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Promoting Mental Health Awareness in the Workplace

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Since May is Mental Health Awareness Month, it is the ideal time to address the topic of mental health awareness in the workplace. According to the National Alliance on Mental Illness (NAMI), 43.8 million adults in the United States experience a mental illness each year. In other words, this means that 1 in 5 American adults live with a mental illness. While stigma surrounding mental health remains prevalent within our society, employers should encourage an open dialogue and create a workspace that addresses daily stressors. Without a collaborative and inclusive approach to mental health awareness, companies will not be able to sustain a competitive advantage within their respective industries. When employees feel as though their mental health is being made a priority, they can work to their fullest potential.

For those who work in the skilled trades, which are often male-dominated professions, toxic masculinity and the negative perceptions surrounding emotional vulnerability keep men from seeking the mental health treatment that they need. As gathered from a poll of 21,000 American men conducted by the National Center for Health Statistics (NCHS), 1 in 10 men reported suffering from depression or anxiety, but less than half of them sought professional help. On the other hand, in a study conducted by the American Psychiatric Association, women are twice as likely to experience Post-Traumatic Stress Disorder (PTSD) and panic disorders compared to men.

While mental health issues aren’t always visible, especially in a skilled-trades setting, there are signs that you can look out for in your employees which may indicate mental illness:

  • Recurrent absences from work
  • Increased alcohol consumption or drug abuse
  • Family and relationship conflicts
  • Decreased quality of work
  • Changes in mood or increased irritability
  • Underlying health issues

Often, employees in skilled trades work long hours all while trying to make a livable income and juggle their daily responsibilities. While the job is certainly rewarding, it can feel rather isolating and overwhelming at times. As an employer, make sure to regularly check in with your employees on the status of their mental well-being. If you foster a work environment that pushes past the stigmas and welcomes discussion on mental health, the more candid and honest feedback you will receive. Depending on the size of your company and the number of employees, your HR department can host monthly or even weekly discussion sessions. This way, employees can learn from each other’s experiences and create a sense of community. For those who are going through a tough time, they can begin to see that they are not alone in their struggles.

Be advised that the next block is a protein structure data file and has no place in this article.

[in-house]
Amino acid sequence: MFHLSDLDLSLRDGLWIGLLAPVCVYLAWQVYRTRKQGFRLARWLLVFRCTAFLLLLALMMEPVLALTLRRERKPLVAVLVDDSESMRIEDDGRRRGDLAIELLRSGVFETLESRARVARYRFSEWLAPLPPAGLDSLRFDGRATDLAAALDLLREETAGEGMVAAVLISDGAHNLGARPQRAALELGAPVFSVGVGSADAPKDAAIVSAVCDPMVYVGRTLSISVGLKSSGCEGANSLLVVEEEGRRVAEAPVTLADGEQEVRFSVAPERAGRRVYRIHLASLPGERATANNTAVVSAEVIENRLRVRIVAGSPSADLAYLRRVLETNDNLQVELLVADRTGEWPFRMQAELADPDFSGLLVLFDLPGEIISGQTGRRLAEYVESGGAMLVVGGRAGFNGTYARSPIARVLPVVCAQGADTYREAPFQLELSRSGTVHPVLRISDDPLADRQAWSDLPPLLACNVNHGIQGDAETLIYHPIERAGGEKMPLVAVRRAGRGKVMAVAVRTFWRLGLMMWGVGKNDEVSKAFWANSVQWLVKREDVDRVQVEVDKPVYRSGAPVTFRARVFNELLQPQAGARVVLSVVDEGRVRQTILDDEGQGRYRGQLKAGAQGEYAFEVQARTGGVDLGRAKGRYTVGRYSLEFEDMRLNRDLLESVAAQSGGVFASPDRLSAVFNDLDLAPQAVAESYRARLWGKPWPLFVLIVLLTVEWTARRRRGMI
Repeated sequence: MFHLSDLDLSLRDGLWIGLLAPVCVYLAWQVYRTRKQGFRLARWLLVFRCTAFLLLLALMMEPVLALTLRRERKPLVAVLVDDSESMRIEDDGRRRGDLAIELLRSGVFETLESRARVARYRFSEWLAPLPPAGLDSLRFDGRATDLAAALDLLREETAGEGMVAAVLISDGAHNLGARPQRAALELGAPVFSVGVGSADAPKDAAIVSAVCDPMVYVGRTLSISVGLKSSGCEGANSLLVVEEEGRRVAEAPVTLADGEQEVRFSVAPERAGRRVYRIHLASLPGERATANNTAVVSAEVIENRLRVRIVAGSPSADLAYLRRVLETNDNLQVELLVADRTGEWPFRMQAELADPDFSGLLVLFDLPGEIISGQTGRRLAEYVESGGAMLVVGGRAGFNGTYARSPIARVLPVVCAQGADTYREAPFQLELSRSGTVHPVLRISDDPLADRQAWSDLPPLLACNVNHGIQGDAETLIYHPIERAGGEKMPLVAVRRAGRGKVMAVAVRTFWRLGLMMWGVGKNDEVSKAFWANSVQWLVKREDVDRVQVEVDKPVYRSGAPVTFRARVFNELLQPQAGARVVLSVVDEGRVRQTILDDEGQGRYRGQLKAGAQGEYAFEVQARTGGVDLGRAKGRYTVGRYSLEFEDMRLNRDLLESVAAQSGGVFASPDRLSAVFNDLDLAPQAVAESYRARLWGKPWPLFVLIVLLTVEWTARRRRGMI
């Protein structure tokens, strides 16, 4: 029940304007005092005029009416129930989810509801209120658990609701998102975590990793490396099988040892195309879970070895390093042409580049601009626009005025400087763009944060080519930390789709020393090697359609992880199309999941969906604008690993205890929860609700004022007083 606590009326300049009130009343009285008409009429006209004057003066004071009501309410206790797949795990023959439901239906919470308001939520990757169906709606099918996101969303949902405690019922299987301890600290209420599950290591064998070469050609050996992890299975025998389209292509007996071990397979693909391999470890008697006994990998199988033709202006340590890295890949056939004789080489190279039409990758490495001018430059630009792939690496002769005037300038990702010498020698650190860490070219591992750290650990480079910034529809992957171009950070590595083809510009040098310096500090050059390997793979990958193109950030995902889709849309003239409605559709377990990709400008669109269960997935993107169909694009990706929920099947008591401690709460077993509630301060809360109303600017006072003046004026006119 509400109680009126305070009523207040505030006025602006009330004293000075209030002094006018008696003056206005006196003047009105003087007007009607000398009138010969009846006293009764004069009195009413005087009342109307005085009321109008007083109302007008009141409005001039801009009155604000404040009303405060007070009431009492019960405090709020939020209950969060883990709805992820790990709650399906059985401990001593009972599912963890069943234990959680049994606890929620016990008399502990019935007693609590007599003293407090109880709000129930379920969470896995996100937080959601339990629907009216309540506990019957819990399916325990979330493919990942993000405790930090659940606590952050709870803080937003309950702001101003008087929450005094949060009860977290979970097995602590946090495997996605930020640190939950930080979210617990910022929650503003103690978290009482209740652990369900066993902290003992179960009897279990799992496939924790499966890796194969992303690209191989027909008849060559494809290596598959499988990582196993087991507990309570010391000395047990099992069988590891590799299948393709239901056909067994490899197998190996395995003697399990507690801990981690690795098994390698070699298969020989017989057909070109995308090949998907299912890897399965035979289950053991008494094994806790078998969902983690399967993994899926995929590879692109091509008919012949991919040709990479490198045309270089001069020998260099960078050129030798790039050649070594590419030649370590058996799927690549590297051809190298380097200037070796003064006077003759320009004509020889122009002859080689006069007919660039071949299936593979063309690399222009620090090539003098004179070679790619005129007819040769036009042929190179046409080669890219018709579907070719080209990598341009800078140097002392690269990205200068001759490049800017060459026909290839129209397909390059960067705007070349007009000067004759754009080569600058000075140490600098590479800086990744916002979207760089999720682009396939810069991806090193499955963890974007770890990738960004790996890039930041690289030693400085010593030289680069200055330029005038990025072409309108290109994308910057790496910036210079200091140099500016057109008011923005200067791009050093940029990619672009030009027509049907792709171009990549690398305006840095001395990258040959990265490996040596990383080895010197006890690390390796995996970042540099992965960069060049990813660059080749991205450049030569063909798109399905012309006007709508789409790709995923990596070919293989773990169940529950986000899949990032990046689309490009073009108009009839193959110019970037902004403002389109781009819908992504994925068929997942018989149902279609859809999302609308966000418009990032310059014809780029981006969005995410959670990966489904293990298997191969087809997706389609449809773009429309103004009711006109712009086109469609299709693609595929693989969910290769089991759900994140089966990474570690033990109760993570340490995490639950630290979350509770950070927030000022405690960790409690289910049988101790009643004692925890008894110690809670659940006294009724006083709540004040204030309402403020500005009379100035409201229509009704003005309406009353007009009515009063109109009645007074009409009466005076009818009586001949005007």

Just as importantly, you should evaluate the current policies and standards that you have in place regarding mental health. Here are some important questions that can help to guide this examination:

  • Does your company offer employees access to diagnostic tools (i.e., self-assessment tests) or referrals to counseling?
  • Does your company offer seminars on mental health?
  • Within your company’s health insurance plan, what services are offered to help employees with their mental health?

If you are struggling to answer these basic questions, it may be time to come up with a more up-to-date strategy. While awareness is certainly an ideal first step in the journey towards mental health promotion, picking a suitable health care plan or partner that can address these needs is the key to success. When it comes to a mental health partner, many companies take this approach because it provides a trusted network of physicians, therapists, and treatment centers that focus exclusively on mental health concerns.

As an employer, you should advocate for the physical and mental health of your employees. Increased stress levels, lack of exercise, poor diet, and irregular sleep patterns can all contribute to mental health issues. The implementation of stress management training could be one approach to mental health awareness, but also remind your employees to take care of themselves in every area of life. When a person is not physically well, their mental health will also suffer as a result.

Most importantly, employee appreciation can go a long way in promoting mental health awareness. While life can get hectic, make sure to set aside time to acknowledge the hard work and dedication of your employees. In fact, messages of encouragement and acts of gratitude will make any person feel valued. As a result, your employees will develop a more positive outlook on life, which can prove to be beneficial even in the most stressful situations. Work stress can often seem unbearable in the moment, but if you have a positive outlook, it will become so minuscule in the bigger picture of life.

If you or anyone you know is struggling and is thinking of taking an irreversible step, call the National Suicide Prevention Lifeline at 800-273-8255 and let them know your situation. The darkness is a temporary state, and there is always help available. Do not take permanent action over a momentary condition.

Sivan Menache

Posted In: Management

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